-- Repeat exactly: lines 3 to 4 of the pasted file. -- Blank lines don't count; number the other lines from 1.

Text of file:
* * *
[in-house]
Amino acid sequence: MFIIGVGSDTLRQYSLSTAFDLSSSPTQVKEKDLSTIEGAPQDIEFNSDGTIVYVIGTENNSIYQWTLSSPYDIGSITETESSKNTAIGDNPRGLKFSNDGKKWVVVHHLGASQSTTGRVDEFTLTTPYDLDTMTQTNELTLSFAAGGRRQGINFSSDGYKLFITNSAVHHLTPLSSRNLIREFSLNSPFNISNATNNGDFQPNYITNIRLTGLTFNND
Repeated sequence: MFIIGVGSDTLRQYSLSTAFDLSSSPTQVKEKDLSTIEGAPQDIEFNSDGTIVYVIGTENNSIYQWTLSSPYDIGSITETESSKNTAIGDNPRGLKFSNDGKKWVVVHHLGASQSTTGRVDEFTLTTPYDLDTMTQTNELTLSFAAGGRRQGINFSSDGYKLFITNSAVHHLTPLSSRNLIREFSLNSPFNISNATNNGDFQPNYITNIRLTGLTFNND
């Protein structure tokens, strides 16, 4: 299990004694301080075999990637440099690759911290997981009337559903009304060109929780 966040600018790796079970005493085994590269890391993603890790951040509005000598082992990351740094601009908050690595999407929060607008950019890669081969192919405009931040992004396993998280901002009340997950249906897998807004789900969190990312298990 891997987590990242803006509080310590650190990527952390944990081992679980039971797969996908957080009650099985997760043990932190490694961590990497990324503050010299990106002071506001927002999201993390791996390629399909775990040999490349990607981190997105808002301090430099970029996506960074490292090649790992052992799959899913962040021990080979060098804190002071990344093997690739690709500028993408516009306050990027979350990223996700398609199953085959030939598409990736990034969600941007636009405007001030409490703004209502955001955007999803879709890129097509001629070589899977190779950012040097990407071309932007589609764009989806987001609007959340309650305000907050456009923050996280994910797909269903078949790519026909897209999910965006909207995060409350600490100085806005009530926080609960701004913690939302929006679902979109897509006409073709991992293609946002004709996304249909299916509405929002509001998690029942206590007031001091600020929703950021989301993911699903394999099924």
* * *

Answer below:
Repeated sequence: MFIIGVGSDTLRQYSLSTAFDLSSSPTQVKEKDLSTIEGAPQDIEFNSDGTIVYVIGTENNSIYQWTLSSPYDIGSITETESSKNTAIGDNPRGLKFSNDGKKWVVVHHLGASQSTTGRVDEFTLTTPYDLDTMTQTNELTLSFAAGGRRQGINFSSDGYKLFITNSAVHHLTPLSSRNLIREFSLNSPFNISNATNNGDFQPNYITNIRLTGLTFNND
């Protein structure tokens, strides 16, 4: 299990004694301080075999990637440099690759911290997981009337559903009304060109929780 966040600018790796079970005493085994590269890391993603890790951040509005000598082992990351740094601009908050690595999407929060607008950019890669081969192919405009931040992004396993998280901002009340997950249906897998807004789900969190990312298990 891997987590990242803006509080310590650190990527952390944990081992679980039971797969996908957080009650099985997760043990932190490694961590990497990324503050010299990106002071506001927002999201993390791996390629399909775990040999490349990607981190997105808002301090430099970029996506960074490292090649790992052992799959899913962040021990080979060098804190002071990344093997690739690709500028993408516009306050990027979350990223996700398609199953085959030939598409990736990034969600941007636009405007001030409490703004209502955001955007999803879709890129097509001629070589899977190779950012040097990407071309932007589609764009989806987001609007959340309650305000907050456009923050996280994910797909269903078949790519026909897209999910965006909207995060409350600490100085806005009530926080609960701004913690939302929006679902979109897509006409073709991992293609946002004709996304249909299916509405929002509001998690029942206590007031001091600020929703950021989301993911699903394999099924």